Efficiency must be at the core of Europe’s energy policy, the European Commission says in a draft policy document outlining its vision of a more agile, low-carbon energy system powered chiefly by renewable electricity.
With its energy system integration strategy, the Commission hopes to achieve decarbonisation at the lowest possible cost by using the relative strengths of different energy carriers – whether electricity, gas or heat.
“Today’s energy system is still built on several parallel, vertical energy value chains, which rigidly link specific energy resources with specific end-use sectors,” the Commission says in its draft ‘strategy for energy system integration,’ due to be presented on Wednesday (8 July).
“Europe’s energy future must be more resource-efficient, rely on an ever-growing share of renewable energies, integrate different energy carriers flexibly and be further distributed across space,” the document says.
The policy strategy, which is still subject to change, does not contain legislative proposals; those will come up mainly next year, with a batch of new legislation expected in June.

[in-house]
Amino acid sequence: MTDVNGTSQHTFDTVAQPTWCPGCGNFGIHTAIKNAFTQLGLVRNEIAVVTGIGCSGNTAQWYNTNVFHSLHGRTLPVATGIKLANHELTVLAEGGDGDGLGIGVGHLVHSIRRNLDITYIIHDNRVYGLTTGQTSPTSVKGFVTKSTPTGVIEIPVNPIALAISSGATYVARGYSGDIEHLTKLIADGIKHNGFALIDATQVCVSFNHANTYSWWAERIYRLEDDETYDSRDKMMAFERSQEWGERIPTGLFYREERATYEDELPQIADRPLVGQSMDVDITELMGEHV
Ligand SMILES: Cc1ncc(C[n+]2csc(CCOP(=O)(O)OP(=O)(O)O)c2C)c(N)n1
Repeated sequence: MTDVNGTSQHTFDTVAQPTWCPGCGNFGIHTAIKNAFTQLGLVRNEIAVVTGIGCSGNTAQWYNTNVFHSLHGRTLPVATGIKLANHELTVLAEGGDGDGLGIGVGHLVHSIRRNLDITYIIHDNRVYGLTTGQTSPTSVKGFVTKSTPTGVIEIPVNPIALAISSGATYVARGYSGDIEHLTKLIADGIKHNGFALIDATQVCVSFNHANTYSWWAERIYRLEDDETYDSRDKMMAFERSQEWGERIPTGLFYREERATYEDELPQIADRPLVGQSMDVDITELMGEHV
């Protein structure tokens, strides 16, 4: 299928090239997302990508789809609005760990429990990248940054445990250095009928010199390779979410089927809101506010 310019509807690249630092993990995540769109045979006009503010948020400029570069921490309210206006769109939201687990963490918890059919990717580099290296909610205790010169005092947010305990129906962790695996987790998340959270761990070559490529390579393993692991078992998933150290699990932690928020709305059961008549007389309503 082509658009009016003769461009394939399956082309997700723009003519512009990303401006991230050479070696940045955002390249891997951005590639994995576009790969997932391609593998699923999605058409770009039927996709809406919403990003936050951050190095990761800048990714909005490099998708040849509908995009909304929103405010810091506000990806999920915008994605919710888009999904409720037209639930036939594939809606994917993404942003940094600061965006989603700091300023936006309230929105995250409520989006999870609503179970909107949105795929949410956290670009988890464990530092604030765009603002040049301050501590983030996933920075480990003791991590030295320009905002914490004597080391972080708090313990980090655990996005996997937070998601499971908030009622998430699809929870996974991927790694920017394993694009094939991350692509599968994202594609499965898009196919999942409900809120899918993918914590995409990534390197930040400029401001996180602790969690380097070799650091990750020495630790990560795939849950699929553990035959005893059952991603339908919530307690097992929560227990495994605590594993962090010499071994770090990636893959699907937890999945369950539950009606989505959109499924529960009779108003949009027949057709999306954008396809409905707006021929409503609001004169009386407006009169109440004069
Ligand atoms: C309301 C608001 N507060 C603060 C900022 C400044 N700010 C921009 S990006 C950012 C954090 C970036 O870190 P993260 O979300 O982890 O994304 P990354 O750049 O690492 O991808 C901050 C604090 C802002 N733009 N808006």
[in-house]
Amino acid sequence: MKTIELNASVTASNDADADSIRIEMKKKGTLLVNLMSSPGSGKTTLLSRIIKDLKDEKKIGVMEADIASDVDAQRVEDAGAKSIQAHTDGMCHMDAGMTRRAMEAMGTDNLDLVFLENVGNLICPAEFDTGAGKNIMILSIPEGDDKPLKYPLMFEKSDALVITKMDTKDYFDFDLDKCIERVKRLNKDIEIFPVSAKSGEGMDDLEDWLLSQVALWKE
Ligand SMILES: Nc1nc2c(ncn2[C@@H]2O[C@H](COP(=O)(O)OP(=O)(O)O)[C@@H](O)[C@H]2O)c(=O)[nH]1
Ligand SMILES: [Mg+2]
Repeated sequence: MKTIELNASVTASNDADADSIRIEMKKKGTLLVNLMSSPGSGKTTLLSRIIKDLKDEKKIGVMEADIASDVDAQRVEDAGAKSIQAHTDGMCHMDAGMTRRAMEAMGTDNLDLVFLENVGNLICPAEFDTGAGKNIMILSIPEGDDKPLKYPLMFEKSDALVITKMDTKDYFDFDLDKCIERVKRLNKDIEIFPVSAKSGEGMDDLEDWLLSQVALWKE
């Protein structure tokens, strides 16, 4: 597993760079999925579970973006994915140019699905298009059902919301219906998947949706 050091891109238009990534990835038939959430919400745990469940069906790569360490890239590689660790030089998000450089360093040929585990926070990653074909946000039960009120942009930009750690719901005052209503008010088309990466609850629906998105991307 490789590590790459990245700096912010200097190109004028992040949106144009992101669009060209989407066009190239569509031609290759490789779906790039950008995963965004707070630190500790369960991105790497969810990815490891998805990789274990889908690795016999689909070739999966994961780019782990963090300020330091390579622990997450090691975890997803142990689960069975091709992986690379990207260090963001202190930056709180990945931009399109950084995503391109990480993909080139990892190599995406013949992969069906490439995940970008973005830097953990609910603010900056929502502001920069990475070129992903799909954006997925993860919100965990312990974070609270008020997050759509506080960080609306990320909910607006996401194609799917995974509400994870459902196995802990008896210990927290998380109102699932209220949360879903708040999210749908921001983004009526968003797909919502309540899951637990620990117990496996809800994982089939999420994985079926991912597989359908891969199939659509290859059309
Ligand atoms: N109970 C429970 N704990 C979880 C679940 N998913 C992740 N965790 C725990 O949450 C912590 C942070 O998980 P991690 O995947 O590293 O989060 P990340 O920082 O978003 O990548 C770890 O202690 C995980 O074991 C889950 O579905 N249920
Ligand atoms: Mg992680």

However, it does highlight a revolutionary vision for the “planning and operation of the energy system as a whole,” which the Commission boils down to three things:
A more ‘circular’ energy system, with energy efficiency at its core, greater direct electrification of end-use sectors, and
using renewable and low-carbon fuels, including hydrogen, for end-use applications like cement or steelmaking where direct heating or electrification are not feasible.
Different energy carriers – electricity, gas and heat – can each play to their strengths and should be allowed to flow seamlessly between households, transport and industry whenever they enable deeper decarbonisation at least cost.
That way, “synergies” between different energy sectors will bring down the costs of reaching the EU’s 2050 objective of achieving climate neutrality, the EU executive says.
Facilitating cross-sectoral flows of energy will also require infrastructure changes. For example the construction of more district heating systems, which provide entire neighbourhoods with hot water and can be connected to local industrial waste heat sources.
Also at a large-scale, system integration calls for a “holistic approach” to infrastructure planning, with more “physical links” between energy carriers, infrastructure and end-use sectors.#News#DistrictHeating#EuropeanUnion#Decarbonization